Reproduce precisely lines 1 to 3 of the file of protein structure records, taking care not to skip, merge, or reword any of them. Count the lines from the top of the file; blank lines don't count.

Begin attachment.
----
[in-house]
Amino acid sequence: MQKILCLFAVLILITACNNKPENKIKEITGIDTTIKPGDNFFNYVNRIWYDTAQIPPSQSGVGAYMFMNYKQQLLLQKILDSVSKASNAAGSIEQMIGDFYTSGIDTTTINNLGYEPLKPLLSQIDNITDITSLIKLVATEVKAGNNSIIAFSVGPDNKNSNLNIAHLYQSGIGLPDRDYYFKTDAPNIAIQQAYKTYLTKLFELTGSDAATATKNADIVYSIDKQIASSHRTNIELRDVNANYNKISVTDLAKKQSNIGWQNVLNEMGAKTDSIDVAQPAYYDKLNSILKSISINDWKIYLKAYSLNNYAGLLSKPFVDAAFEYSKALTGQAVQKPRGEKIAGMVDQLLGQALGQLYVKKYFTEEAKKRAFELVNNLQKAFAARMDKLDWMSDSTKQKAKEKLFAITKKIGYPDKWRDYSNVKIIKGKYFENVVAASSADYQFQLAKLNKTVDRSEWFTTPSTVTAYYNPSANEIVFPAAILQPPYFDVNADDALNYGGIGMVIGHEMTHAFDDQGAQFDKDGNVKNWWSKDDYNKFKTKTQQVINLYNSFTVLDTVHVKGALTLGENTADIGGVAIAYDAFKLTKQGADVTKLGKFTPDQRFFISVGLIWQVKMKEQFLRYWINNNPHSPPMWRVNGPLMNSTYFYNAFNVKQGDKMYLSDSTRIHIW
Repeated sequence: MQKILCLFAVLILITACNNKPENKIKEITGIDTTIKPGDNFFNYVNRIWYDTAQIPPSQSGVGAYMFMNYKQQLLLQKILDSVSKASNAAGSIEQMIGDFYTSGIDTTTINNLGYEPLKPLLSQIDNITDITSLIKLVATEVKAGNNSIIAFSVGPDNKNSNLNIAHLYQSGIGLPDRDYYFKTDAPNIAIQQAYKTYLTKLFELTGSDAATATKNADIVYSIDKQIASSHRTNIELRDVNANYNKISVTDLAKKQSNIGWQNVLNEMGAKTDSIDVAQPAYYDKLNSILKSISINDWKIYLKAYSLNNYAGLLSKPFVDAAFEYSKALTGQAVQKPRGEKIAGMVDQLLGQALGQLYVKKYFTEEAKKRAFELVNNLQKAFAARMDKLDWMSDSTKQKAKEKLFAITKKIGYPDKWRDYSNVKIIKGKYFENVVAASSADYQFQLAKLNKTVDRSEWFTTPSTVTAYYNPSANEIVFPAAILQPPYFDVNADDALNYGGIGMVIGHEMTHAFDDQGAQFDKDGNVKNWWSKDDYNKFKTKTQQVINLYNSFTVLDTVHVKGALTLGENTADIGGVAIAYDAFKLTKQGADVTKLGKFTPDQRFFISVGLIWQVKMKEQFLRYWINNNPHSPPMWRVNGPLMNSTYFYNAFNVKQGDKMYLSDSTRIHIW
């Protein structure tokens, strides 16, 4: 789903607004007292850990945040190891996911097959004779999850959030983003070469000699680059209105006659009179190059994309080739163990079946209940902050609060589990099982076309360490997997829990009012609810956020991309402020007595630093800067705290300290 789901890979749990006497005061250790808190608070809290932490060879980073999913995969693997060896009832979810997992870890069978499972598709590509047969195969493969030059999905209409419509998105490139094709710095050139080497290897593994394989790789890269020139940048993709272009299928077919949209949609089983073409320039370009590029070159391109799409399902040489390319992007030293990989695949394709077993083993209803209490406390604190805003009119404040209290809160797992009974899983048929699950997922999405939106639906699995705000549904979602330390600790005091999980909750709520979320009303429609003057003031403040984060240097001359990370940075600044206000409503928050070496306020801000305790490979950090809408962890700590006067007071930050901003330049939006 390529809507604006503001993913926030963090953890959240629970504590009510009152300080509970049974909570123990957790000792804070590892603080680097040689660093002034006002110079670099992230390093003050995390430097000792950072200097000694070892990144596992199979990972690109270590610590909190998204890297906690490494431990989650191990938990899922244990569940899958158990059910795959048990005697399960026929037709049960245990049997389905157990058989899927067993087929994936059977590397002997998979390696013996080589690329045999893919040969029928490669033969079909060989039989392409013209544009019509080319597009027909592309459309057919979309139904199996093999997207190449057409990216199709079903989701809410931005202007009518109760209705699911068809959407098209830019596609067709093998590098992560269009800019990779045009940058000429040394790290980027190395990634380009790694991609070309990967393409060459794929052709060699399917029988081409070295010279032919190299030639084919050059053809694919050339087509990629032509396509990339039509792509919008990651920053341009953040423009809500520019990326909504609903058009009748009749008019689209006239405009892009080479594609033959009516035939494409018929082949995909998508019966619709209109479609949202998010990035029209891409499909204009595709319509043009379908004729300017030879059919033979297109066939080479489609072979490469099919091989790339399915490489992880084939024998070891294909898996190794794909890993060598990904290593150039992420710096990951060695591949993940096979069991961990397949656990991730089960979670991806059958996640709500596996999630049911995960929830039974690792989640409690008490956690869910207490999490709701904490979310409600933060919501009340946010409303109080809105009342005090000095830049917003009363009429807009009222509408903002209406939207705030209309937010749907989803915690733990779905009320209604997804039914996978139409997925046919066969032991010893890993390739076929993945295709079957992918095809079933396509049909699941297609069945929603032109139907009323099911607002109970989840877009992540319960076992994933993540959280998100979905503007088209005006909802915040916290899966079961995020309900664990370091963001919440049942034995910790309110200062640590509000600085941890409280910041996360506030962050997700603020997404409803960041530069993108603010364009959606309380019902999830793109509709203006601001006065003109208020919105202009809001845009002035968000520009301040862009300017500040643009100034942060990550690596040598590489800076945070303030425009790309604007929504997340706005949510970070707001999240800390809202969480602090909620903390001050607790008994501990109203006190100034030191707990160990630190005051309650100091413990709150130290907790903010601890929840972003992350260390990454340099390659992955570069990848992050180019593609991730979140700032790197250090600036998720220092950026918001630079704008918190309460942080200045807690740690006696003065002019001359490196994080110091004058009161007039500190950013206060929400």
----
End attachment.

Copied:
[in-house]
Amino acid sequence: MQKILCLFAVLILITACNNKPENKIKEITGIDTTIKPGDNFFNYVNRIWYDTAQIPPSQSGVGAYMFMNYKQQLLLQKILDSVSKASNAAGSIEQMIGDFYTSGIDTTTINNLGYEPLKPLLSQIDNITDITSLIKLVATEVKAGNNSIIAFSVGPDNKNSNLNIAHLYQSGIGLPDRDYYFKTDAPNIAIQQAYKTYLTKLFELTGSDAATATKNADIVYSIDKQIASSHRTNIELRDVNANYNKISVTDLAKKQSNIGWQNVLNEMGAKTDSIDVAQPAYYDKLNSILKSISINDWKIYLKAYSLNNYAGLLSKPFVDAAFEYSKALTGQAVQKPRGEKIAGMVDQLLGQALGQLYVKKYFTEEAKKRAFELVNNLQKAFAARMDKLDWMSDSTKQKAKEKLFAITKKIGYPDKWRDYSNVKIIKGKYFENVVAASSADYQFQLAKLNKTVDRSEWFTTPSTVTAYYNPSANEIVFPAAILQPPYFDVNADDALNYGGIGMVIGHEMTHAFDDQGAQFDKDGNVKNWWSKDDYNKFKTKTQQVINLYNSFTVLDTVHVKGALTLGENTADIGGVAIAYDAFKLTKQGADVTKLGKFTPDQRFFISVGLIWQVKMKEQFLRYWINNNPHSPPMWRVNGPLMNSTYFYNAFNVKQGDKMYLSDSTRIHIW
Repeated sequence: MQKILCLFAVLILITACNNKPENKIKEITGIDTTIKPGDNFFNYVNRIWYDTAQIPPSQSGVGAYMFMNYKQQLLLQKILDSVSKASNAAGSIEQMIGDFYTSGIDTTTINNLGYEPLKPLLSQIDNITDITSLIKLVATEVKAGNNSIIAFSVGPDNKNSNLNIAHLYQSGIGLPDRDYYFKTDAPNIAIQQAYKTYLTKLFELTGSDAATATKNADIVYSIDKQIASSHRTNIELRDVNANYNKISVTDLAKKQSNIGWQNVLNEMGAKTDSIDVAQPAYYDKLNSILKSISINDWKIYLKAYSLNNYAGLLSKPFVDAAFEYSKALTGQAVQKPRGEKIAGMVDQLLGQALGQLYVKKYFTEEAKKRAFELVNNLQKAFAARMDKLDWMSDSTKQKAKEKLFAITKKIGYPDKWRDYSNVKIIKGKYFENVVAASSADYQFQLAKLNKTVDRSEWFTTPSTVTAYYNPSANEIVFPAAILQPPYFDVNADDALNYGGIGMVIGHEMTHAFDDQGAQFDKDGNVKNWWSKDDYNKFKTKTQQVINLYNSFTVLDTVHVKGALTLGENTADIGGVAIAYDAFKLTKQGADVTKLGKFTPDQRFFISVGLIWQVKMKEQFLRYWINNNPHSPPMWRVNGPLMNSTYFYNAFNVKQGDKMYLSDSTRIHIW